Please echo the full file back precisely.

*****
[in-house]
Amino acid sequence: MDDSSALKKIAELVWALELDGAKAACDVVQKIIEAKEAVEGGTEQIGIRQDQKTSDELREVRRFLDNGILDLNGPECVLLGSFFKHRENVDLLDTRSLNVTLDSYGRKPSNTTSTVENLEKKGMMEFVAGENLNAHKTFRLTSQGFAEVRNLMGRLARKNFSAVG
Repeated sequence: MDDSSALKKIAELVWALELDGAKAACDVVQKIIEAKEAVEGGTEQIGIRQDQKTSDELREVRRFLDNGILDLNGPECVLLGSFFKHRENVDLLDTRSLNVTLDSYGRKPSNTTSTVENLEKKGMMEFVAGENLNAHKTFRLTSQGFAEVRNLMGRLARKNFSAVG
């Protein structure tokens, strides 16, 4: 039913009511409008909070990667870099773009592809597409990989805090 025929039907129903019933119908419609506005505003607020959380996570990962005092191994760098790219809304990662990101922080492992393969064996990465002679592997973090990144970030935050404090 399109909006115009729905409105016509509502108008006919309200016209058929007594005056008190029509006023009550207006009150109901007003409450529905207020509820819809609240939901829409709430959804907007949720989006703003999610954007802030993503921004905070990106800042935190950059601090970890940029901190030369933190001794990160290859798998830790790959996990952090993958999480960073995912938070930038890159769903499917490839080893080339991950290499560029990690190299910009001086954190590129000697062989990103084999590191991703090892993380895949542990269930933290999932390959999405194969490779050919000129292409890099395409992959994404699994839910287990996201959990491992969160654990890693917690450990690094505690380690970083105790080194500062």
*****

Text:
[in-house]
Amino acid sequence: MDDSSALKKIAELVWALELDGAKAACDVVQKIIEAKEAVEGGTEQIGIRQDQKTSDELREVRRFLDNGILDLNGPECVLLGSFFKHRENVDLLDTRSLNVTLDSYGRKPSNTTSTVENLEKKGMMEFVAGENLNAHKTFRLTSQGFAEVRNLMGRLARKNFSAVG
Repeated sequence: MDDSSALKKIAELVWALELDGAKAACDVVQKIIEAKEAVEGGTEQIGIRQDQKTSDELREVRRFLDNGILDLNGPECVLLGSFFKHRENVDLLDTRSLNVTLDSYGRKPSNTTSTVENLEKKGMMEFVAGENLNAHKTFRLTSQGFAEVRNLMGRLARKNFSAVG
């Protein structure tokens, strides 16, 4: 039913009511409008909070990667870099773009592809597409990989805090 025929039907129903019933119908419609506005505003607020959380996570990962005092191994760098790219809304990662990101922080492992393969064996990465002679592997973090990144970030935050404090 399109909006115009729905409105016509509502108008006919309200016209058929007594005056008190029509006023009550207006009150109901007003409450529905207020509820819809609240939901829409709430959804907007949720989006703003999610954007802030993503921004905070990106800042935190950059601090970890940029901190030369933190001794990160290859798998830790790959996990952090993958999480960073995912938070930038890159769903499917490839080893080339991950290499560029990690190299910009001086954190590129000697062989990103084999590191991703090892993380895949542990269930933290999932390959999405194969490779050919000129292409890099395409992959994404699994839910287990996201959990491992969160654990890693917690450990690094505690380690970083105790080194500062």